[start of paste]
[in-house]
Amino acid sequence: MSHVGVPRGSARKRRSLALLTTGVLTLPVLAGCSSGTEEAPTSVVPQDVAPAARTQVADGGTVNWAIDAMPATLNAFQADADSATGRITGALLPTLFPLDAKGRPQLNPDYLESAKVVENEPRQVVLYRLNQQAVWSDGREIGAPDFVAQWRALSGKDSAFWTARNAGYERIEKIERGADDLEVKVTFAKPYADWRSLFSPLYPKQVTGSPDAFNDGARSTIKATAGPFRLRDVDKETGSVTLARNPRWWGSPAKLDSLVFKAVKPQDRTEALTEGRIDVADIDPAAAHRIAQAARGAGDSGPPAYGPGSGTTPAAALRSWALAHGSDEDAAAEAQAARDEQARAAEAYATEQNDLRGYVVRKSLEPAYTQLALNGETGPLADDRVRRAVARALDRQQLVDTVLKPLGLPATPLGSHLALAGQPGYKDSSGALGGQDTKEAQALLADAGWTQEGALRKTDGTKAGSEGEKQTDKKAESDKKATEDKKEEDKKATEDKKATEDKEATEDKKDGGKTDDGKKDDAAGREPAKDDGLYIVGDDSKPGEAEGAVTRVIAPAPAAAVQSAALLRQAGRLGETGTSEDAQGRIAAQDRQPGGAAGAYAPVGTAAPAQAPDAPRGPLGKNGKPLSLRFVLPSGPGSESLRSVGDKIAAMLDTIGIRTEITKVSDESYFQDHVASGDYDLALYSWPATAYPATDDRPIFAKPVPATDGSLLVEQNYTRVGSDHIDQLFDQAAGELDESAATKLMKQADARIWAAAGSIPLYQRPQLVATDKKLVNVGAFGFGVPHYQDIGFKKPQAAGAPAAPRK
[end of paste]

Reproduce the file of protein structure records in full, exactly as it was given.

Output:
[in-house]
Amino acid sequence: MSHVGVPRGSARKRRSLALLTTGVLTLPVLAGCSSGTEEAPTSVVPQDVAPAARTQVADGGTVNWAIDAMPATLNAFQADADSATGRITGALLPTLFPLDAKGRPQLNPDYLESAKVVENEPRQVVLYRLNQQAVWSDGREIGAPDFVAQWRALSGKDSAFWTARNAGYERIEKIERGADDLEVKVTFAKPYADWRSLFSPLYPKQVTGSPDAFNDGARSTIKATAGPFRLRDVDKETGSVTLARNPRWWGSPAKLDSLVFKAVKPQDRTEALTEGRIDVADIDPAAAHRIAQAARGAGDSGPPAYGPGSGTTPAAALRSWALAHGSDEDAAAEAQAARDEQARAAEAYATEQNDLRGYVVRKSLEPAYTQLALNGETGPLADDRVRRAVARALDRQQLVDTVLKPLGLPATPLGSHLALAGQPGYKDSSGALGGQDTKEAQALLADAGWTQEGALRKTDGTKAGSEGEKQTDKKAESDKKATEDKKEEDKKATEDKKATEDKEATEDKKDGGKTDDGKKDDAAGREPAKDDGLYIVGDDSKPGEAEGAVTRVIAPAPAAAVQSAALLRQAGRLGETGTSEDAQGRIAAQDRQPGGAAGAYAPVGTAAPAQAPDAPRGPLGKNGKPLSLRFVLPSGPGSESLRSVGDKIAAMLDTIGIRTEITKVSDESYFQDHVASGDYDLALYSWPATAYPATDDRPIFAKPVPATDGSLLVEQNYTRVGSDHIDQLFDQAAGELDESAATKLMKQADARIWAAAGSIPLYQRPQLVATDKKLVNVGAFGFGVPHYQDIGFKKPQAAGAPAAPRK